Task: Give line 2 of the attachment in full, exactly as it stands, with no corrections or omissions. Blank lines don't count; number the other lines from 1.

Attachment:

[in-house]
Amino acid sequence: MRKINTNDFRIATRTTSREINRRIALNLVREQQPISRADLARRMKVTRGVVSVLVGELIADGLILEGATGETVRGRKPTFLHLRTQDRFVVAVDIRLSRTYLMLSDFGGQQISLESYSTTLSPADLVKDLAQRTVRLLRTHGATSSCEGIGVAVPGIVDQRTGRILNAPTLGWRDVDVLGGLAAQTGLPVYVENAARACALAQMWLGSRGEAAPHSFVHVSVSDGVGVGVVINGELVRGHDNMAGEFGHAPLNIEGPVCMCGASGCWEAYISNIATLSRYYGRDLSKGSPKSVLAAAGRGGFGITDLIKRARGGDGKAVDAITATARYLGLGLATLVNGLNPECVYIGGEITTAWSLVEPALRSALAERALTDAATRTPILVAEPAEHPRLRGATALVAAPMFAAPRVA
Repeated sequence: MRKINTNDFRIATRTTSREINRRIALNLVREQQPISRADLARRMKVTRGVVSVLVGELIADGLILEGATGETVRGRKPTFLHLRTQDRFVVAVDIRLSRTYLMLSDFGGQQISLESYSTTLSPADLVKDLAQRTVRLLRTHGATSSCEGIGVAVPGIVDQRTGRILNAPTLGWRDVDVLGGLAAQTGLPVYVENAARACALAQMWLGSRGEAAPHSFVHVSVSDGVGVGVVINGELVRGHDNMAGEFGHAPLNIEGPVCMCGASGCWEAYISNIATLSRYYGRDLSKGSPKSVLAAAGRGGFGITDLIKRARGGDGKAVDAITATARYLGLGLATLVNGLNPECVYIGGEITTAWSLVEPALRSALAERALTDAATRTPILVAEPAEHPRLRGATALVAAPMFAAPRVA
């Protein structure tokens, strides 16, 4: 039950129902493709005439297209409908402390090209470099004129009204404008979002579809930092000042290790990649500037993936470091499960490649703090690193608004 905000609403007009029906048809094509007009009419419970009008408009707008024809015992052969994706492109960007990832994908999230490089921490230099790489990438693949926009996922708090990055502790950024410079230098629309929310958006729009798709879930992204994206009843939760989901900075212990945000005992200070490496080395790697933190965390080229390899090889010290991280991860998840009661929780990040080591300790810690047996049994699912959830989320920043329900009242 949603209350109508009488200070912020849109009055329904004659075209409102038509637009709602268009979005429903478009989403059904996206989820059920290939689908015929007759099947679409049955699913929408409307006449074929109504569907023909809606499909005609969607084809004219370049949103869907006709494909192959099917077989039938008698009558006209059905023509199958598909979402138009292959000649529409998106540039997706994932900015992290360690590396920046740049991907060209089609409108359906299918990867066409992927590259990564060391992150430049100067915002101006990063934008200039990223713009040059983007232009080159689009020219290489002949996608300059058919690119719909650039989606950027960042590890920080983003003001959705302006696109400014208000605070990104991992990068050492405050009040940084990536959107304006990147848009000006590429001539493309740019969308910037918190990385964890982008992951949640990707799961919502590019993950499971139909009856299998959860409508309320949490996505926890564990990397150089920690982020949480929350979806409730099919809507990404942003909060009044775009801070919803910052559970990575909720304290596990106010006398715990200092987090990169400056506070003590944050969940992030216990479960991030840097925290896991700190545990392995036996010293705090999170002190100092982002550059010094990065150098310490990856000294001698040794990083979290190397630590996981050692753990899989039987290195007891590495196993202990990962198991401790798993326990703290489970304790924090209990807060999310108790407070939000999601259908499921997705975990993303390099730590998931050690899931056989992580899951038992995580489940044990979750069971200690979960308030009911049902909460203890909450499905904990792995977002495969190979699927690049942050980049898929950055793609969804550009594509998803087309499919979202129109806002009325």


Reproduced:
Amino acid sequence: MRKINTNDFRIATRTTSREINRRIALNLVREQQPISRADLARRMKVTRGVVSVLVGELIADGLILEGATGETVRGRKPTFLHLRTQDRFVVAVDIRLSRTYLMLSDFGGQQISLESYSTTLSPADLVKDLAQRTVRLLRTHGATSSCEGIGVAVPGIVDQRTGRILNAPTLGWRDVDVLGGLAAQTGLPVYVENAARACALAQMWLGSRGEAAPHSFVHVSVSDGVGVGVVINGELVRGHDNMAGEFGHAPLNIEGPVCMCGASGCWEAYISNIATLSRYYGRDLSKGSPKSVLAAAGRGGFGITDLIKRARGGDGKAVDAITATARYLGLGLATLVNGLNPECVYIGGEITTAWSLVEPALRSALAERALTDAATRTPILVAEPAEHPRLRGATALVAAPMFAAPRVA